This denial is significant. Before the 2011 review, the Prevent strategy distributed money to help local authorities fight violent extremism and in doing so identified priority areas based solely on demographics. Any local authority with a Muslim population of at least five per cent was automatically given Prevent funding. The 2011 review pledged to end this. It further promised to expand Prevent to include far-right extremism and stop its use in community cohesion projects. Through these FOI requests I was trying to find out whether or not the 2011 pledges had been met. But with the blanket denial of information, I was left in the dark.

It is telling that the report’s concerns with Prevent are not new and have in fact been highlighted in several reports by the same Home Affairs Select Committee, as well as numerous reports by NGOs. But nothing has changed. In fact, the only change proposed by the report is to give Prevent a new name: Engage. But the problem was never the name. Prevent relies on the premise that terrorism and extremism are inherently connected with Islam, and until this is changed, it will continue to be at best counter-productive, and at worst, deeply discriminatory.

In his evidence to the committee, David Anderson, the independent ombudsman of terrorism legislation, has called for an independent review of the Prevent strategy. This would be a start. However, more is required. What is needed is a radical new approach to counter-terrorism and counter-extremism, one that targets all forms of extremism and that does not stigmatise or stereotype those affected.

Such an approach has been pioneered in the Danish town of Aarhus. Faced with increased numbers of youngsters leaving Aarhus for Syria, police officers made it clear that those who had travelled to Syria were welcome to come home, where they would receive help with going back to school, finding a place to live and whatever else was necessary for them to find their way back to Danish society.  Known as the ‘Aarhus model’, this approach focuses on inclusion, mentorship and non-criminalisation. It is the opposite of Prevent, which has from its very start framed British Muslims as a particularly deviant suspect community.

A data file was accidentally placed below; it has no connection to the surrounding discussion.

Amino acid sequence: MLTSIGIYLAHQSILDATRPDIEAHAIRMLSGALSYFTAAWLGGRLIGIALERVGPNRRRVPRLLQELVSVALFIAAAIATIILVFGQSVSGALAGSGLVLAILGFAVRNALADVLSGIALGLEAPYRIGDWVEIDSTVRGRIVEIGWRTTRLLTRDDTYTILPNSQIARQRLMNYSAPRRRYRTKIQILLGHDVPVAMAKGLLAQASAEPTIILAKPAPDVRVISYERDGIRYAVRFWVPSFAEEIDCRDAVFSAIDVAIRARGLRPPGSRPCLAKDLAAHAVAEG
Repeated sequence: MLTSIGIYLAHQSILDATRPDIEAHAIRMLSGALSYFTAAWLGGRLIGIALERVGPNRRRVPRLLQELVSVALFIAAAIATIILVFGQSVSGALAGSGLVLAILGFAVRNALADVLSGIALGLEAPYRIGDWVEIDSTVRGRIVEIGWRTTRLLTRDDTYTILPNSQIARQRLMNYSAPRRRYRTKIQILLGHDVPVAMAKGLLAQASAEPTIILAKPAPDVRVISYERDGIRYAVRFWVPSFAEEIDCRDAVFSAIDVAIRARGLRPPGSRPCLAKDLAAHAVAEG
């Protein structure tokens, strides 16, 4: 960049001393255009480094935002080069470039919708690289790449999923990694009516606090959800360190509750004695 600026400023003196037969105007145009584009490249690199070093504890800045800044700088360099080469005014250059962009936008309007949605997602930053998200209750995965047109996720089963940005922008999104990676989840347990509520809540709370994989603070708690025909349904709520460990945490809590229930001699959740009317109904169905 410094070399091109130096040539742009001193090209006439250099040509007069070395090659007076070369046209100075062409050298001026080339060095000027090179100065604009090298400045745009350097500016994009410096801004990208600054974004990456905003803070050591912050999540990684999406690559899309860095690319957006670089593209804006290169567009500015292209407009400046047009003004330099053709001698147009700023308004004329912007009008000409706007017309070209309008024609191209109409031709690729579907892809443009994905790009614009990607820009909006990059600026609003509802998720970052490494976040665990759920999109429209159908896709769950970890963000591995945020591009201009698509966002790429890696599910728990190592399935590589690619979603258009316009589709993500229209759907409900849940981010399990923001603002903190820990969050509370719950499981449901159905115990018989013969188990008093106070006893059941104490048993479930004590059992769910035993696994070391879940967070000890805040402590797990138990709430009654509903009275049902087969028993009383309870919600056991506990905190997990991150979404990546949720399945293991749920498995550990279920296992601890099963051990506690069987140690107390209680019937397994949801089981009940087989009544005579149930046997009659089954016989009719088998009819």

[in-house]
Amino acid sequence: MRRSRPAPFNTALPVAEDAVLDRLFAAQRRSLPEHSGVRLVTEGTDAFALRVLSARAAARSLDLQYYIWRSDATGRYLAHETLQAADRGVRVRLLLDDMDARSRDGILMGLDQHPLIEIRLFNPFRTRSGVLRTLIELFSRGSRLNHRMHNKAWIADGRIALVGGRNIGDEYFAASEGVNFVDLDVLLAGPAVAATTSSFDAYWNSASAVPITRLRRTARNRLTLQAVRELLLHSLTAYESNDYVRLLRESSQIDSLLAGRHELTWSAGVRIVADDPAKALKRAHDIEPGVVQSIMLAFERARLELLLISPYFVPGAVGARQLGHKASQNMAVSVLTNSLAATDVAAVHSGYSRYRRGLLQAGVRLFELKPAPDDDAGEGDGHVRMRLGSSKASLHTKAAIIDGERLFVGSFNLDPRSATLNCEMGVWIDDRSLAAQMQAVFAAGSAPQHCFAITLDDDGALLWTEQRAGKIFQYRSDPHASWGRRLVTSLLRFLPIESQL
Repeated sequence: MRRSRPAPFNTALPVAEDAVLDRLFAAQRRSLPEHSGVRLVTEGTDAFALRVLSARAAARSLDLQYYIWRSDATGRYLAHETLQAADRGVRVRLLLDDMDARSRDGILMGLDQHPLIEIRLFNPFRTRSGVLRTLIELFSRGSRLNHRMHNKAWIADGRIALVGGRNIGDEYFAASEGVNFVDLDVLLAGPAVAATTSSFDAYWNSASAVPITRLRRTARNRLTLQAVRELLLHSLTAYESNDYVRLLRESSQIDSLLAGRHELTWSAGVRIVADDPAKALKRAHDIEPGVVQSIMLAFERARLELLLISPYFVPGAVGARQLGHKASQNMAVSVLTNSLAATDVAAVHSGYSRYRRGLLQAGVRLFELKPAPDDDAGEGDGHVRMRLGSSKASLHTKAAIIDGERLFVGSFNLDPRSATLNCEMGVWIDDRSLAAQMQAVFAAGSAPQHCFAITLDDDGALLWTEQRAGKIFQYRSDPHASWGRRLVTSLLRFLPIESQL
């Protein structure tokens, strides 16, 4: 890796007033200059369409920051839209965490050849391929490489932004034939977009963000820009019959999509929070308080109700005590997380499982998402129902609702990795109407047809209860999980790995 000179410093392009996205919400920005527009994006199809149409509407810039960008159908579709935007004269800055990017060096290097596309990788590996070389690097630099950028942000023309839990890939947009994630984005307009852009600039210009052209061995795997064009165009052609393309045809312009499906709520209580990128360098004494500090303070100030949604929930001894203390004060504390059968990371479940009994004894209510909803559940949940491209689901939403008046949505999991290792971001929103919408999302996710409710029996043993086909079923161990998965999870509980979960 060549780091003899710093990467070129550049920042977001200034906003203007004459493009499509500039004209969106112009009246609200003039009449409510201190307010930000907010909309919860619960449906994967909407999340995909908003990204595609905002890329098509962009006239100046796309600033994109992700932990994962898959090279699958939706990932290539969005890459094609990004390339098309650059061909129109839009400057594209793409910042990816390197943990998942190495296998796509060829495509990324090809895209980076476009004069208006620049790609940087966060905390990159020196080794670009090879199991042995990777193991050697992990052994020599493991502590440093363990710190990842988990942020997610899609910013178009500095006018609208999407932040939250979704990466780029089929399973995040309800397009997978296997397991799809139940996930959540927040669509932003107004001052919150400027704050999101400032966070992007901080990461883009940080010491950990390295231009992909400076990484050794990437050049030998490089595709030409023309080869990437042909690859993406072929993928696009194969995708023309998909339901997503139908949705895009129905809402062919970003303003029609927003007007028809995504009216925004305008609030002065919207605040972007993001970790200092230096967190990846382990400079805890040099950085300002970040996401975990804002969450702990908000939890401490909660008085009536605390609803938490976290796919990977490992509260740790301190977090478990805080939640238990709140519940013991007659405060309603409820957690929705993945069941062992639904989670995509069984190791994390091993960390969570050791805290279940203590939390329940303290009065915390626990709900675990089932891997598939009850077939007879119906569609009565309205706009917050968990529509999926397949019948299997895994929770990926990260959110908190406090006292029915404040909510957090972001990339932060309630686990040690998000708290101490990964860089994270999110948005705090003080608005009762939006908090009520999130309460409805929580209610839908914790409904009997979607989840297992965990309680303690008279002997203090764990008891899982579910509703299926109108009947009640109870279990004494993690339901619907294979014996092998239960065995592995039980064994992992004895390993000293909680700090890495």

We need to change the narrative of counter-terrorism in the UK, but a narrative is not changed by a new title. Just as a rose by any other name would smell as sweet, a bad policy by any other name is still a bad policy. While the Home Affairs Select Committee concern about Prevent is welcomed, real action is needed. This will involve actually engaging with the Muslim community, listening to their concerns and not dismissing them as misunderstandings. It will require serious investigation of the damages caused by new Prevent statutory duty, something which the report does acknowledge as a concern.  Finally, real action on Prevent in particular, but extremism in general, will require developing a wide-ranging counter-extremism strategy that directly engages with far-right extremism. This has been notably absent from today’s report, even though far-right extremism is on the rise. After all, far-right extremists make up half of all counter-radicalization referrals in Yorkshire, and 30 per cent of the caseload in the east Midlands.

It will also require changing the way we think about those who are radicalized. The Aarhus model proves that such a change is possible. Radicalization is indeed a real problem, one imagines it will be even more so considering the country’s flagship counter-radicalization strategy remains problematic and ineffective. In the end, Prevent may be renamed a thousand times, but unless real effort is put in actually changing the strategy, it will remain toxic. 

Dr Maria Norris works at London School of Economics and Political Science. She tweets as @MariaWNorris.